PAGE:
Getting the most out of foreign aid
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No wonder Americans are skeptical about foreign aid. They think we spend 25 times more than we actually do, they don't know what it has accomplished, and they are fed a steady diet of reports about waste, fraud and corruption.

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This puts members of Congress in an awkward position. Most of them know that diplomacy and development help create jobs here at home by opening new markets abroad. They understand that we can't keep Americans safe without helping other countries to counter terrorism, prevent nuclear proliferation and resolve conflicts peacefully. And they recognize that without U.S. assistance, poor countries will be less able to combat hunger and malnutrition, control the spread of pandemic diseases, and preserve natural resources.

The problem is, members haven't been given much in the way of data and evidence to prove it.

That is about to change. A bipartisan bill, introduced last week in the House by Reps. Ted PoeLloyd (Ted) Theodore PoeTexas New Members 2019 Cook shifts two House GOP seats closer to Dem column Five races to watch in the Texas runoffs MORE (R-Texas) and Gerry ConnollyGerald (Gerry) Edward Connolly GOP, Dems locked in fight over North Carolina fraud probe NC voter: Someone collected my absentee ballot and never turned it in Over a thousand absentee ballots possibly destroyed in controversial North Carolina House race: report MORE (D-Va.) and in the Senate by Sens. Marco RubioMarco Antonio RubioPolitifact names conspiracies about Parkland students as 2018's 'lie of the year' Republicans skeptical of Trump’s plan to have military build the wall Alex Jones heckles Google CEO heading into House hearing MORE (R-Fla.) and Ben CardinBenjamin (Ben) Louis CardinGeorge H.W. Bush remembered at Kennedy Center Honors Democratic senator: US must maintain strategic relationship with Saudis and hold them accountable Trump confronts new Russia test with Ukraine crisis MORE (D-Md.), would require the president to publish comprehensive, timely and comparable information about U.S. foreign assistance, and to ensure that aid programs are properly monitored and evaluated.

In short, American taxpayers will be able to learn where and how their foreign aid dollars are being spent, and what they're getting for it.

To be fair, the Obama administration has already taken important steps toward increasing the transparency and accountability of U.S. foreign assistance. In 2011, then-Secretary of State Hillary Clinton committed the U.S. to participation in the International Aid Transparency Initiative, which maintains an online repository of aid data from all international donors, published in a common format. The State Department, with help from the U.S. Agency for International Development (USAID), created a website — www.foreignassistance.gov — that displays U.S. foreign aid budgets and spending. The Millennium Challenge Corporation (MCC) pioneered the use of rigorous impact evaluations that not only explain what the results of a program were, but why those outcomes were achieved. Then USAID, and later the State Department, stepped up their commitments to conducting independent foreign aid evaluations and publishing them online.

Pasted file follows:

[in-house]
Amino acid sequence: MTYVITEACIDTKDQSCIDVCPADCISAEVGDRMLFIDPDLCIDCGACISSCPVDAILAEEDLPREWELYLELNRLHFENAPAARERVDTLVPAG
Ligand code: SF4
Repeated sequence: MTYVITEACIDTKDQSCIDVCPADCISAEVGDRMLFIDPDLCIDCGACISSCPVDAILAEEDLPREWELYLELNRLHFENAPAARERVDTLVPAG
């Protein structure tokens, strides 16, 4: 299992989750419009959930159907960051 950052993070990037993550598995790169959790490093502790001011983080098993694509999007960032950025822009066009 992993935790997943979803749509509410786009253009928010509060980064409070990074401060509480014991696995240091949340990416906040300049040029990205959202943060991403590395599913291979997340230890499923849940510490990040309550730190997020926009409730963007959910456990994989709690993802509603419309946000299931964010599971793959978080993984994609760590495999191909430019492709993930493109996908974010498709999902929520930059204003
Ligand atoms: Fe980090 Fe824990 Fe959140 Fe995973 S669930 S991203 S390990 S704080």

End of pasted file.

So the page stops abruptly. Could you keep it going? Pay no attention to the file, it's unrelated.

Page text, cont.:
But there is still a long way to go. Only a handful of the more than 20 agencies that carry out overseas programs report their spending to the foreign assistance website, and the information they do submit is often incomplete and unreliable. The most recent Aid Transparency Index, compiled by Publish What You Fund, ranked only one U.S. government agency (MCC) as "very good," two (USAID and the President's Emergency Plan for AIDS Relief, or PEPFAR) as "fair" and three (the State, Treasury and Defense Departments) as "poor."

On evaluations, the picture is still murkier. While the State Department and USAID are now doing more foreign aid evaluations, and making them public, their quality is uneven. Many other departments and agencies either don't require evaluations at all, or don't publish them. Whereas audits and investigations, conducted by inspectors general and other oversight bodies, are designed to determine whether funds are spent as intended, evaluations are designed to ensure that programs are achieving their desired outcomes — and if not, how to adjust them so they will.

Of course, it is unlikely that the average U.S. taxpayer will pore over the details of a particular aid program to determine whether the money was well spent. But local media and civil society organizations in beneficiary countries have a strong incentive to do just that. Given access to reliable and comprehensive aid data, they will be able let the world know if funding goes astray.

In the end, aid transparency is more than a matter of citizens' right to know. It's about harnessing data for good decision-making. It's about strengthening democratic processes in countries receiving aid. And it's about ensuring that U.S. foreign assistance has maximum positive impact.

There may not be much that Democrats and Republicans agree on these days, but making foreign assistance more effective ought to be one of them.

Ohlbaum is an independent consultant, co-chair of the Accountability Working Group of the Modernizing Foreign Assistance Network and a principal of Turner4D, a strategic communications firm.